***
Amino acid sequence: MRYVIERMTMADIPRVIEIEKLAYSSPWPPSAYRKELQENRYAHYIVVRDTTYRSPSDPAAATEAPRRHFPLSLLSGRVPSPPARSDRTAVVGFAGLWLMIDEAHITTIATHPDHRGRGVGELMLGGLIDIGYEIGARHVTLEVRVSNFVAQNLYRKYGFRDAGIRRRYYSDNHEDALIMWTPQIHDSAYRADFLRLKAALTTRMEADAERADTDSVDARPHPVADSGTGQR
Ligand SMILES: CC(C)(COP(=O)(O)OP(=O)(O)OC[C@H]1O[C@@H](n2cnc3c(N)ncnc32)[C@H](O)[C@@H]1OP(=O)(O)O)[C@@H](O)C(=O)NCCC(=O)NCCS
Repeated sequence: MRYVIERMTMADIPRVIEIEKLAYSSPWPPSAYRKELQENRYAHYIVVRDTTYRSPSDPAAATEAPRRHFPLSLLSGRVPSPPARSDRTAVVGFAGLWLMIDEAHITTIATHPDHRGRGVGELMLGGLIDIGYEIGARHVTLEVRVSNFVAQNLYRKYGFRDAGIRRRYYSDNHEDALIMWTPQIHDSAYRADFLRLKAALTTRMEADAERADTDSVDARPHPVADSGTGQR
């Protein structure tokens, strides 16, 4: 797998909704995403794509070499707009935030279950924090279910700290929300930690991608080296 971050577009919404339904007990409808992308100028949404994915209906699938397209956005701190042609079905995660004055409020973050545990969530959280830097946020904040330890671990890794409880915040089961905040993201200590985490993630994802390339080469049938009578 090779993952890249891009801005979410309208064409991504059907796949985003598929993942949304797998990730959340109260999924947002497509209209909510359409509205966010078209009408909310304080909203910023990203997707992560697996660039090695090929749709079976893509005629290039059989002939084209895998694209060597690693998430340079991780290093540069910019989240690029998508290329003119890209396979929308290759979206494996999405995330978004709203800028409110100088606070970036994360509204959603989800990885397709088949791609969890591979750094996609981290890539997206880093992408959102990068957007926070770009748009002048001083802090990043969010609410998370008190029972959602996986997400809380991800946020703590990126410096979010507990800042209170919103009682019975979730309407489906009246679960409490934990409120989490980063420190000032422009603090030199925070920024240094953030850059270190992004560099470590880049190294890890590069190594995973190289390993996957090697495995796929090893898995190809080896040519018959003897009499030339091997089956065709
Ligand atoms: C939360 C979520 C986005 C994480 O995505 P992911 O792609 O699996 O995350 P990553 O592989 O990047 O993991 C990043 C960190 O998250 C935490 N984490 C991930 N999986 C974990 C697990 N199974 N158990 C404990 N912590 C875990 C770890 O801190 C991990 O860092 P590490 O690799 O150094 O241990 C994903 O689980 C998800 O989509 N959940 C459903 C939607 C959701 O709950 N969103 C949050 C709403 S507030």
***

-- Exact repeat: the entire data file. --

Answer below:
Amino acid sequence: MRYVIERMTMADIPRVIEIEKLAYSSPWPPSAYRKELQENRYAHYIVVRDTTYRSPSDPAAATEAPRRHFPLSLLSGRVPSPPARSDRTAVVGFAGLWLMIDEAHITTIATHPDHRGRGVGELMLGGLIDIGYEIGARHVTLEVRVSNFVAQNLYRKYGFRDAGIRRRYYSDNHEDALIMWTPQIHDSAYRADFLRLKAALTTRMEADAERADTDSVDARPHPVADSGTGQR
Ligand SMILES: CC(C)(COP(=O)(O)OP(=O)(O)OC[C@H]1O[C@@H](n2cnc3c(N)ncnc32)[C@H](O)[C@@H]1OP(=O)(O)O)[C@@H](O)C(=O)NCCC(=O)NCCS
Repeated sequence: MRYVIERMTMADIPRVIEIEKLAYSSPWPPSAYRKELQENRYAHYIVVRDTTYRSPSDPAAATEAPRRHFPLSLLSGRVPSPPARSDRTAVVGFAGLWLMIDEAHITTIATHPDHRGRGVGELMLGGLIDIGYEIGARHVTLEVRVSNFVAQNLYRKYGFRDAGIRRRYYSDNHEDALIMWTPQIHDSAYRADFLRLKAALTTRMEADAERADTDSVDARPHPVADSGTGQR
């Protein structure tokens, strides 16, 4: 797998909704995403794509070499707009935030279950924090279910700290929300930690991608080296 971050577009919404339904007990409808992308100028949404994915209906699938397209956005701190042609079905995660004055409020973050545990969530959280830097946020904040330890671990890794409880915040089961905040993201200590985490993630994802390339080469049938009578 090779993952890249891009801005979410309208064409991504059907796949985003598929993942949304797998990730959340109260999924947002497509209209909510359409509205966010078209009408909310304080909203910023990203997707992560697996660039090695090929749709079976893509005629290039059989002939084209895998694209060597690693998430340079991780290093540069910019989240690029998508290329003119890209396979929308290759979206494996999405995330978004709203800028409110100088606070970036994360509204959603989800990885397709088949791609969890591979750094996609981290890539997206880093992408959102990068957007926070770009748009002048001083802090990043969010609410998370008190029972959602996986997400809380991800946020703590990126410096979010507990800042209170919103009682019975979730309407489906009246679960409490934990409120989490980063420190000032422009603090030199925070920024240094953030850059270190992004560099470590880049190294890890590069190594995973190289390993996957090697495995796929090893898995190809080896040519018959003897009499030339091997089956065709
Ligand atoms: C939360 C979520 C986005 C994480 O995505 P992911 O792609 O699996 O995350 P990553 O592989 O990047 O993991 C990043 C960190 O998250 C935490 N984490 C991930 N999986 C974990 C697990 N199974 N158990 C404990 N912590 C875990 C770890 O801190 C991990 O860092 P590490 O690799 O150094 O241990 C994903 O689980 C998800 O989509 N959940 C459903 C939607 C959701 O709950 N969103 C949050 C709403 S507030």